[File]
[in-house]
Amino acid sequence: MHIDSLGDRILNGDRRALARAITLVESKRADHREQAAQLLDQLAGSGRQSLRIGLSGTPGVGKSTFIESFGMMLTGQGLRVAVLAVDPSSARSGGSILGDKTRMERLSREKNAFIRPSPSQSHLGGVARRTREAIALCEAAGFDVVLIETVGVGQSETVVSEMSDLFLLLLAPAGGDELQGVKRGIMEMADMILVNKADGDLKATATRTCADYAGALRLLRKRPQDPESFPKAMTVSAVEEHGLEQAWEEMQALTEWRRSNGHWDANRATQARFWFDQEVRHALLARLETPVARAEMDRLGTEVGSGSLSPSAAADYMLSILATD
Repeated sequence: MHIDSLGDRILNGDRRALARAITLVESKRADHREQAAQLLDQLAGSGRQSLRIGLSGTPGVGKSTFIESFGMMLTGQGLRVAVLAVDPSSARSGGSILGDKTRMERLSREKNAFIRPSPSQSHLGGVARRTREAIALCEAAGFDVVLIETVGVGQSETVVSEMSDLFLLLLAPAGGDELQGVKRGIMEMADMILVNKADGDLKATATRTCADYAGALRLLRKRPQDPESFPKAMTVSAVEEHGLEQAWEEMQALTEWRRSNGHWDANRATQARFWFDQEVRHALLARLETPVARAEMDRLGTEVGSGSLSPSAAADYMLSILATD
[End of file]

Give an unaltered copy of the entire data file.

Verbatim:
[in-house]
Amino acid sequence: MHIDSLGDRILNGDRRALARAITLVESKRADHREQAAQLLDQLAGSGRQSLRIGLSGTPGVGKSTFIESFGMMLTGQGLRVAVLAVDPSSARSGGSILGDKTRMERLSREKNAFIRPSPSQSHLGGVARRTREAIALCEAAGFDVVLIETVGVGQSETVVSEMSDLFLLLLAPAGGDELQGVKRGIMEMADMILVNKADGDLKATATRTCADYAGALRLLRKRPQDPESFPKAMTVSAVEEHGLEQAWEEMQALTEWRRSNGHWDANRATQARFWFDQEVRHALLARLETPVARAEMDRLGTEVGSGSLSPSAAADYMLSILATD
Repeated sequence: MHIDSLGDRILNGDRRALARAITLVESKRADHREQAAQLLDQLAGSGRQSLRIGLSGTPGVGKSTFIESFGMMLTGQGLRVAVLAVDPSSARSGGSILGDKTRMERLSREKNAFIRPSPSQSHLGGVARRTREAIALCEAAGFDVVLIETVGVGQSETVVSEMSDLFLLLLAPAGGDELQGVKRGIMEMADMILVNKADGDLKATATRTCADYAGALRLLRKRPQDPESFPKAMTVSAVEEHGLEQAWEEMQALTEWRRSNGHWDANRATQARFWFDQEVRHALLARLETPVARAEMDRLGTEVGSGSLSPSAAADYMLSILATD